The mission of the Department of Mental Health is to advance understanding of mental and behavioral disorders, to develop, implement, and evaluate methods to prevent and control these disorders, and to promote mental health in the population.
Diversity, Equity, and Inclusion
We are committed to building a Department in which faculty, staff, students, and post-doctoral fellows work collaboratively to:  advance scholarship and training on how racism and structural disadvantage shapes risk for mental and behavioral health;  conduct research to uncover innovative and effective strategies to enhance equity and justice in health-relevant programs, policies, and structural interventions; and  foster a climate that values diversity in its many forms. The Department of Mental Health has formed a mental health diversity, equity, and inclusion committee (DEI), led by Dr. Renee Johnson. The committee is a standing group charged with putting into practice the DEI goals established by the University, the School, and the Department.
The Department of Mental Health is the first and the only department-level unit in a school of public health. The formal charter in 1961 under Dr. Paul Lemkau developed directly from an unusual pairing at Johns Hopkins in 1907 between Dr. Adolf Meyer, a skilled, pragmatic psychiatrist, and Clifford Beers, who, in his memoirs of his own harsh experiences as a patient, crusaded against crude, institutional treatment of mental illness. Together, they made a powerful, visionary pair who elevated the level of public discourse about the etiology and treatment of mental disorders.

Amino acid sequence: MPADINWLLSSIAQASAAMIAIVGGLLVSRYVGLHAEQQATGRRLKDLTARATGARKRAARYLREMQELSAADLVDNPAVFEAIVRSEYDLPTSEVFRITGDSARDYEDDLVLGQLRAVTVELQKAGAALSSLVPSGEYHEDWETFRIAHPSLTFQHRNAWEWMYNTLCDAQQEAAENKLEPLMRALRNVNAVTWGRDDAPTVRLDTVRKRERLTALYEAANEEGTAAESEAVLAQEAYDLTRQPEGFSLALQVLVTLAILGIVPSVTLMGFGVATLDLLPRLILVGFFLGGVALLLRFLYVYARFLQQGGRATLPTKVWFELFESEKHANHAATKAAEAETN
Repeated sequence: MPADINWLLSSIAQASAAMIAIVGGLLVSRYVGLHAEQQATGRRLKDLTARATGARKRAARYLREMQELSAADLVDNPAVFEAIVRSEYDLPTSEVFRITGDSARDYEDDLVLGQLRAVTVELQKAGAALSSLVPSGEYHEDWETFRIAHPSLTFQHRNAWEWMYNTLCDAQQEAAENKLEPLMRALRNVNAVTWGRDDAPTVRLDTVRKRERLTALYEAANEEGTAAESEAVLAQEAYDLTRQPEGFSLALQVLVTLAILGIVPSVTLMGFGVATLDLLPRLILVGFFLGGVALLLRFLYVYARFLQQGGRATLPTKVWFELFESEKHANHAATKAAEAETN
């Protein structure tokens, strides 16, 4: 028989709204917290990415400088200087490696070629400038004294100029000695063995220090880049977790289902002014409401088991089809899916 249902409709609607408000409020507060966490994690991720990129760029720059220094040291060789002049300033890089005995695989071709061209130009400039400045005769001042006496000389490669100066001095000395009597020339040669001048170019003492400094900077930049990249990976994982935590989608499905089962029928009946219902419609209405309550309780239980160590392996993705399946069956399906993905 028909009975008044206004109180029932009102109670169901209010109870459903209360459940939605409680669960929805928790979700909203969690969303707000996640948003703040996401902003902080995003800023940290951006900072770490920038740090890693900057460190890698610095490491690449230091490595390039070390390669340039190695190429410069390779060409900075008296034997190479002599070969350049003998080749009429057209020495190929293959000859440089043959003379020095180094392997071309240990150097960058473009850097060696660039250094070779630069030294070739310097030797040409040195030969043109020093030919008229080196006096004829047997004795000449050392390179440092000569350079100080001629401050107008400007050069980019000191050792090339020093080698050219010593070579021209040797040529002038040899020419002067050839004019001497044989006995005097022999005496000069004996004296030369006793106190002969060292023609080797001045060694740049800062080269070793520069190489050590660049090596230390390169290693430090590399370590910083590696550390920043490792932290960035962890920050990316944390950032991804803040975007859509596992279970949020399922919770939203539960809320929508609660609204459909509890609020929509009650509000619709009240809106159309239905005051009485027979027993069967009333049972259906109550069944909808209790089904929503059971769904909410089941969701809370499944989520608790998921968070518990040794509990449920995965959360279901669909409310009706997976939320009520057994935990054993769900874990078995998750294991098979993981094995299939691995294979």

- "Origins of Mental Health," (1995) by Wallace Mandell, PhD.
- “History of the Department of Mental Health” (2013) by Karen Kruse Thomas, PhD.
Our Department sits in Baltimore City, on land stolen from the Piscataway People through the direct and indirect violence of settler societies, colonialism, and genocide – historical processes of dispossession which are ongoing. Additionally, Baltimore is a city where predominantly Black communities have been disproportionately impacted by discriminatory housing policies, economic disinvestment, inequitable development and residential displacement. View the links below for more information.